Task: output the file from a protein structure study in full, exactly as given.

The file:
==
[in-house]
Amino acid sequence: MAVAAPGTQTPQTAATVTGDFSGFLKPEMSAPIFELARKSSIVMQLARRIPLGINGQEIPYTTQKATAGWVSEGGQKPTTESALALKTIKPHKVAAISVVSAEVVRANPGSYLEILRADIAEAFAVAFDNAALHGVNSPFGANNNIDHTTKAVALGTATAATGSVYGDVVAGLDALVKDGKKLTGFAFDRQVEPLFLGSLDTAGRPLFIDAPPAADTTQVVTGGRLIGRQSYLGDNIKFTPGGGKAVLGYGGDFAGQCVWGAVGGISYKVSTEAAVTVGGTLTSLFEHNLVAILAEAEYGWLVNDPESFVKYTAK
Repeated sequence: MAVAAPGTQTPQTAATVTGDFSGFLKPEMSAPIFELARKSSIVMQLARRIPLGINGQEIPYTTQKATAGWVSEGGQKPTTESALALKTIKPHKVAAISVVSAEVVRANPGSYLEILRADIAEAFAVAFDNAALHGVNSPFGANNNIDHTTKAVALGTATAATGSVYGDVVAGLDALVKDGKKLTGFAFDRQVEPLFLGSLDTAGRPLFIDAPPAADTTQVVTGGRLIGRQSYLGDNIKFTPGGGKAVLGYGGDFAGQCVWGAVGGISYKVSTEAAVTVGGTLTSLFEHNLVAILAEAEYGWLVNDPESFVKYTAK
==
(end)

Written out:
[in-house]
Amino acid sequence: MAVAAPGTQTPQTAATVTGDFSGFLKPEMSAPIFELARKSSIVMQLARRIPLGINGQEIPYTTQKATAGWVSEGGQKPTTESALALKTIKPHKVAAISVVSAEVVRANPGSYLEILRADIAEAFAVAFDNAALHGVNSPFGANNNIDHTTKAVALGTATAATGSVYGDVVAGLDALVKDGKKLTGFAFDRQVEPLFLGSLDTAGRPLFIDAPPAADTTQVVTGGRLIGRQSYLGDNIKFTPGGGKAVLGYGGDFAGQCVWGAVGGISYKVSTEAAVTVGGTLTSLFEHNLVAILAEAEYGWLVNDPESFVKYTAK
Repeated sequence: MAVAAPGTQTPQTAATVTGDFSGFLKPEMSAPIFELARKSSIVMQLARRIPLGINGQEIPYTTQKATAGWVSEGGQKPTTESALALKTIKPHKVAAISVVSAEVVRANPGSYLEILRADIAEAFAVAFDNAALHGVNSPFGANNNIDHTTKAVALGTATAATGSVYGDVVAGLDALVKDGKKLTGFAFDRQVEPLFLGSLDTAGRPLFIDAPPAADTTQVVTGGRLIGRQSYLGDNIKFTPGGGKAVLGYGGDFAGQCVWGAVGGISYKVSTEAAVTVGGTLTSLFEHNLVAILAEAEYGWLVNDPESFVKYTAK